At the same time, there was also a fall in the output-capital ratio in the ACCs. For the seven major capitalist countries, there was a fall between the previous peak and 1973 of around 5-10%, while there was a 10-20% fall for the US, Europe and Japan overall. The fall in output (representing living labour-power) compared with capital (dead labour-power) suggests a rise in the organic composition of capital, which contributed to the decline in the profit rate.

M Itoh writes: 

"The compounded effects of reductions in profit share and in the output-capital ratio, both basically due to the over-accumulation of capital, brought about a marked decline of profit rates by 20-40% in manufacturing and business in the major capitalist countries… it is estimated that the profit squeeze, or decline in profit-share, accounted for about three-quarters of the approximately 20% decline in the aggregate profit-rate for seven advanced capitalist countries in 1968-73 and a fall in the output-capital ratio accounted for the other quarter". (Itoh, 1990, p57)

For the major ACCs, the manufacturing profit rate fell from 24.1% in the peak year of 1968 to 19.4% in 1973, a fall of 20%. US capitalism suffered an even bigger decline, with the manufacturing profit rate falling from 36.3% at the 1965 peak to 21.8% in 1973, a fall of 40%. The US profit share fell from 23.6% in 1965 to 17.4% in 1973, a fall of 13.5%.

An important factor behind the profit crisis was the tendency of productivity growth to stagnate. Had the capitalists been able to secure more rapid productivity increases, together with a continued increase of employment through extensive growth, they could have afforded to concede further rises in real wages. In reality, productivity growth began to slow down as the proletariat reached its period of maximum strength following the peak of the upswing. But why did productivity slow?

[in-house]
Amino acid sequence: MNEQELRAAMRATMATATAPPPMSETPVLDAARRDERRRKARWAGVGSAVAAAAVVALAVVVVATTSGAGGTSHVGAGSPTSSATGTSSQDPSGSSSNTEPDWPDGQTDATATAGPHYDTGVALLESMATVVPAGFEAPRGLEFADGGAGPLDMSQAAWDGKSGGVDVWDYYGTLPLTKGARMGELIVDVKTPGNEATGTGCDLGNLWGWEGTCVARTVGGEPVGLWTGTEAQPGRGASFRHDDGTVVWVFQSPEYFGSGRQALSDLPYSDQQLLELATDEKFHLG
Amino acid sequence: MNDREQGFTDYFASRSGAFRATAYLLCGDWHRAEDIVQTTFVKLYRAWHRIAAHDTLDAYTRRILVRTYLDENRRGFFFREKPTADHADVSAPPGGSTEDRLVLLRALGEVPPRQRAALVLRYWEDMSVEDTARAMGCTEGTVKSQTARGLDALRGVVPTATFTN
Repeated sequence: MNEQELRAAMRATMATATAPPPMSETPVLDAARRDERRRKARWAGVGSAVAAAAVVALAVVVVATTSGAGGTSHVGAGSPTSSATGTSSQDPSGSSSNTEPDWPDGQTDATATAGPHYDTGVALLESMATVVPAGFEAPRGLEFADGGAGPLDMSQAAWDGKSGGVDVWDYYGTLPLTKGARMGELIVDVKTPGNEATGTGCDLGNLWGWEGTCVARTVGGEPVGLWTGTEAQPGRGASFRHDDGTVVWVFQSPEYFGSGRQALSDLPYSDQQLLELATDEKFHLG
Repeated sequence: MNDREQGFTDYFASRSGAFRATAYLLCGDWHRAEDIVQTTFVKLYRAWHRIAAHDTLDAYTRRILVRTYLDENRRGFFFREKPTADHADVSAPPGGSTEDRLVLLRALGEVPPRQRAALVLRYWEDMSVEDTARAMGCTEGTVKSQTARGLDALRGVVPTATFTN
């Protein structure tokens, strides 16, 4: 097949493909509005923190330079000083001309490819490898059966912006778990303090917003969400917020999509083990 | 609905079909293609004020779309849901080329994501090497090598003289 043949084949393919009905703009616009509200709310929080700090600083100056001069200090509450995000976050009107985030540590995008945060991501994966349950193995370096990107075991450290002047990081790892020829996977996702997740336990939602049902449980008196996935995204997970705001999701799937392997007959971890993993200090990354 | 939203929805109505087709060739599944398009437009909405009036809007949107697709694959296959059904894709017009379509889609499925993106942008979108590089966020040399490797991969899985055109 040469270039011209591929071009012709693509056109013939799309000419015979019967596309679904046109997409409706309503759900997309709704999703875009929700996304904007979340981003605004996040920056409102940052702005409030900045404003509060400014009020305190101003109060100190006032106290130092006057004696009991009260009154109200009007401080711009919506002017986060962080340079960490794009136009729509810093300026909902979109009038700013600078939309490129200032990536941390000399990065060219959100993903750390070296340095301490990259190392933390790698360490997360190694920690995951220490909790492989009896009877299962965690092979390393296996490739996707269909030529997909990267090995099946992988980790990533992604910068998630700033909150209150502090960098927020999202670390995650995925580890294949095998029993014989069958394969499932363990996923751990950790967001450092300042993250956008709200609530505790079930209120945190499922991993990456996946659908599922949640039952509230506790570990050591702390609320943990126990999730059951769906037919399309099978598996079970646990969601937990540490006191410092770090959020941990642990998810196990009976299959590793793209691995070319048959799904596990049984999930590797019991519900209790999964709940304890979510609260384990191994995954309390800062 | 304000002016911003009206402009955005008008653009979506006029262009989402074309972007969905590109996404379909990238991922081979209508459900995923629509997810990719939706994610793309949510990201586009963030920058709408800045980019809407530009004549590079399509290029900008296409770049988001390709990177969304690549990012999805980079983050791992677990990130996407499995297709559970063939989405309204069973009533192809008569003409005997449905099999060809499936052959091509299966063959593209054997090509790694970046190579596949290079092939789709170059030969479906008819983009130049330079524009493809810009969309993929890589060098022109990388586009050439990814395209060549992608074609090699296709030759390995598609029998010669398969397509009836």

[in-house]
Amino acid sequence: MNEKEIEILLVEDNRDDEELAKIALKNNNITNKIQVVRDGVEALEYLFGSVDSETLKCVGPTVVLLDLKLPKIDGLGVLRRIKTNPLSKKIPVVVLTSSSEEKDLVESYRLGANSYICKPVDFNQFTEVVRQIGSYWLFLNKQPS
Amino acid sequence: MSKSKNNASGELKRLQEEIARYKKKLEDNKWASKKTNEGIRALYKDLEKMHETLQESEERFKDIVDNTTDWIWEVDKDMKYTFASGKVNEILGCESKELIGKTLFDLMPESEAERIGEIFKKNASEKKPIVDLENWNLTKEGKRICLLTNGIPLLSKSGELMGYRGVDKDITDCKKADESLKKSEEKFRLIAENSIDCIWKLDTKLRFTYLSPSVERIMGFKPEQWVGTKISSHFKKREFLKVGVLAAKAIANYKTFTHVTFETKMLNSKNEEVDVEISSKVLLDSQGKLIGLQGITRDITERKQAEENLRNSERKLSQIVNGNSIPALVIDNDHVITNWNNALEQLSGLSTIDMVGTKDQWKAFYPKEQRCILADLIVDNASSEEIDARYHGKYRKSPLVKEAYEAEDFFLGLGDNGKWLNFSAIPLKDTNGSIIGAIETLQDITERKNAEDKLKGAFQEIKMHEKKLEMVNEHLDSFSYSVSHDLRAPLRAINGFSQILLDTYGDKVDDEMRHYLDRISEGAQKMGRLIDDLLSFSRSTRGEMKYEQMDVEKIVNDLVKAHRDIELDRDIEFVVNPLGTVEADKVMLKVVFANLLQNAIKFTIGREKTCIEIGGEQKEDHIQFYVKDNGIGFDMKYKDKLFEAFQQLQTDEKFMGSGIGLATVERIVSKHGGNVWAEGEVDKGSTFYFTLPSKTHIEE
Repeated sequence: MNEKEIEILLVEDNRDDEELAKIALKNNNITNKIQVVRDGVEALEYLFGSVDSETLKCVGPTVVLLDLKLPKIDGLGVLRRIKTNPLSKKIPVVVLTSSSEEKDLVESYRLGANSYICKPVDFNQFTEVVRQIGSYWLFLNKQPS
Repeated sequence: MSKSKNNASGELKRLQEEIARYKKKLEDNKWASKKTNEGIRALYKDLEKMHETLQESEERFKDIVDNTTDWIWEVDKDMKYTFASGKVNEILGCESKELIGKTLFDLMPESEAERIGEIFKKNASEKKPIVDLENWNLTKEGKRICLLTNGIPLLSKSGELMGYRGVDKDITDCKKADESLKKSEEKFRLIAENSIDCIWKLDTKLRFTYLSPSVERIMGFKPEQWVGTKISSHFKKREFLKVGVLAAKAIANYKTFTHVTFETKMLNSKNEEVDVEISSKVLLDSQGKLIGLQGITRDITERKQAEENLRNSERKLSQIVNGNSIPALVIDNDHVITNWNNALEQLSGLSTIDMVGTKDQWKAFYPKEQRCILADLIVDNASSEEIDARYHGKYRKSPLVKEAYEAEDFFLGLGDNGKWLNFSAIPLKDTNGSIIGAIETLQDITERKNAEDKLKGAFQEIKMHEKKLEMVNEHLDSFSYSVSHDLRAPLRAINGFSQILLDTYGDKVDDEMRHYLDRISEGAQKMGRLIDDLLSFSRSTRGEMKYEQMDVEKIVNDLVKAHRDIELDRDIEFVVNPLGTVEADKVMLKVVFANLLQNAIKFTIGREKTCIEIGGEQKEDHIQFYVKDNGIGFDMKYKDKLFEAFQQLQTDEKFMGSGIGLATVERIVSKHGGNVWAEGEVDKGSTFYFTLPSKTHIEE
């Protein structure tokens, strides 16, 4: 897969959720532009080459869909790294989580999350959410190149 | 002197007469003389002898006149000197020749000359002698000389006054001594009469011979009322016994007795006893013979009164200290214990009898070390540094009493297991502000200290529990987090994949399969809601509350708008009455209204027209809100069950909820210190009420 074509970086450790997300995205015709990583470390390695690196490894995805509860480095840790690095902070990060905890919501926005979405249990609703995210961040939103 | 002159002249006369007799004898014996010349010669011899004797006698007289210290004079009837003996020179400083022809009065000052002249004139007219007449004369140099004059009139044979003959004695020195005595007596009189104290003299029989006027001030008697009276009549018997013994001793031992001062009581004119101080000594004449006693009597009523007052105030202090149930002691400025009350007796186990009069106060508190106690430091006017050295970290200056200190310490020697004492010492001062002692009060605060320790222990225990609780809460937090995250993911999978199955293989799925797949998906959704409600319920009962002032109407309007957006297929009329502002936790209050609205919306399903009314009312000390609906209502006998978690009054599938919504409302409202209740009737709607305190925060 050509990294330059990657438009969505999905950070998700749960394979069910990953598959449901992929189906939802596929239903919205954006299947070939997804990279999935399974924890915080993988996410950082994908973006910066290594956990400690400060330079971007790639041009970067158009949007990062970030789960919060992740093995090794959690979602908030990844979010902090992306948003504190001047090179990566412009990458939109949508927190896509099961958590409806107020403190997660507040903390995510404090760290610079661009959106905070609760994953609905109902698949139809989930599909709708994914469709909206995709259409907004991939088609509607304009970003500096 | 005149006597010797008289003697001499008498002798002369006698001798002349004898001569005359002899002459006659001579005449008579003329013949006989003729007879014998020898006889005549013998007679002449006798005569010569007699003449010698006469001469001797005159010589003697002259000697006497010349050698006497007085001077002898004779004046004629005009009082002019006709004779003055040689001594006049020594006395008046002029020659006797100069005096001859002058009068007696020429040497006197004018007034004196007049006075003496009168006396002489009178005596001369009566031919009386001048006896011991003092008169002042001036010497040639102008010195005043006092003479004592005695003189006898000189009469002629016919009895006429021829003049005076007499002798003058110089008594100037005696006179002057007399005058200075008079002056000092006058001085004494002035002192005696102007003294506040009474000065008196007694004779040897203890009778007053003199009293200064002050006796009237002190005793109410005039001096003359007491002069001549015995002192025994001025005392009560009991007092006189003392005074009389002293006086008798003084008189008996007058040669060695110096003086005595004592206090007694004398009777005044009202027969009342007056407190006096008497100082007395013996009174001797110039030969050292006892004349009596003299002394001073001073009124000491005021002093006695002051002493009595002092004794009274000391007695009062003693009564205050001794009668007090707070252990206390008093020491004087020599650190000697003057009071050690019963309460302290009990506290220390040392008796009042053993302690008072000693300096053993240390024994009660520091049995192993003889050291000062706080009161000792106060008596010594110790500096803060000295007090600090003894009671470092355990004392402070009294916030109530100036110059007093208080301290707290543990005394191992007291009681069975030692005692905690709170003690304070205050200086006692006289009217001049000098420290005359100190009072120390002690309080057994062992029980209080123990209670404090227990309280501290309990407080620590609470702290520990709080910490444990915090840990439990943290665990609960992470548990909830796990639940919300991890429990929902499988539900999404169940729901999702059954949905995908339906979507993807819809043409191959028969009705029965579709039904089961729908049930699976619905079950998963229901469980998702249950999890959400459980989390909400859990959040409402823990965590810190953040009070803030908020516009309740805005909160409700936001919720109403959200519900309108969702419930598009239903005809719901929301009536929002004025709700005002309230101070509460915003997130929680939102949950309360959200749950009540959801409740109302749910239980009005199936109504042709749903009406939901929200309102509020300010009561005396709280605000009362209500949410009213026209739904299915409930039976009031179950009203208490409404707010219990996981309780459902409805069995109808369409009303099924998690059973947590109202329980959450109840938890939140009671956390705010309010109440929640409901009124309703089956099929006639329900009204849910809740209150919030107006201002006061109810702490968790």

It was partly the result of the exhaustion of the productive potential of the technological systems that were at the basis of the post-war upswing in the ACCs. But above all, it was due to the strength of the working class and their resistance to the intensification of exploitation in the factories. This was reflected in the strengthening of national and workplace organisation, the rise of militancy, and successive waves of strikes.

Recognising the effects of working-class strength in that period has nothing in common with laying the blame for crisis on the working class. Marx himself (in the course of answering the crude under-consumptionist idea that crisis could be averted simply by raising workers' wages) commented on this: 

"… crises are always prepared by precisely a period in which wages rise generally and the working class actually gets a larger share of that part of the annual product which is intended for consumption… It appears then, that capitalist production comprises conditions independent of good or bad will, conditions which permit the working class to enjoy that relative prosperity only momentarily, and at that only as the harbinger of a coming crisis". (Capital II, ch 20, section 4, pp486-7)